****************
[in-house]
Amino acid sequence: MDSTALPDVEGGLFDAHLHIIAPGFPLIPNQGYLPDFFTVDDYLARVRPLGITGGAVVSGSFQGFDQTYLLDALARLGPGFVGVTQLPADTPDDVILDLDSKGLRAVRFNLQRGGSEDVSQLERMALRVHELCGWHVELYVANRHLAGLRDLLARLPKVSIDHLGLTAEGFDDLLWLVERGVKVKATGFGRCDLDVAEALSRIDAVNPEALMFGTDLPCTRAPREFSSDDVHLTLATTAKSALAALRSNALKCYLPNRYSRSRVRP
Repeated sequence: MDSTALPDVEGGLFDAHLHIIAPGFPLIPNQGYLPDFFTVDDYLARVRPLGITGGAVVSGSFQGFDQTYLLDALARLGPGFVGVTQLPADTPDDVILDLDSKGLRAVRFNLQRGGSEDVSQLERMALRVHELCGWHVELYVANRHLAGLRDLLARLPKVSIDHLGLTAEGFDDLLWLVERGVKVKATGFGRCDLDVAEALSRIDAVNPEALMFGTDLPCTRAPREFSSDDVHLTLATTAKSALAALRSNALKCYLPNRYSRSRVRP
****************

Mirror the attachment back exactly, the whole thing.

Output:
[in-house]
Amino acid sequence: MDSTALPDVEGGLFDAHLHIIAPGFPLIPNQGYLPDFFTVDDYLARVRPLGITGGAVVSGSFQGFDQTYLLDALARLGPGFVGVTQLPADTPDDVILDLDSKGLRAVRFNLQRGGSEDVSQLERMALRVHELCGWHVELYVANRHLAGLRDLLARLPKVSIDHLGLTAEGFDDLLWLVERGVKVKATGFGRCDLDVAEALSRIDAVNPEALMFGTDLPCTRAPREFSSDDVHLTLATTAKSALAALRSNALKCYLPNRYSRSRVRP
Repeated sequence: MDSTALPDVEGGLFDAHLHIIAPGFPLIPNQGYLPDFFTVDDYLARVRPLGITGGAVVSGSFQGFDQTYLLDALARLGPGFVGVTQLPADTPDDVILDLDSKGLRAVRFNLQRGGSEDVSQLERMALRVHELCGWHVELYVANRHLAGLRDLLARLPKVSIDHLGLTAEGFDDLLWLVERGVKVKATGFGRCDLDVAEALSRIDAVNPEALMFGTDLPCTRAPREFSSDDVHLTLATTAKSALAALRSNALKCYLPNRYSRSRVRP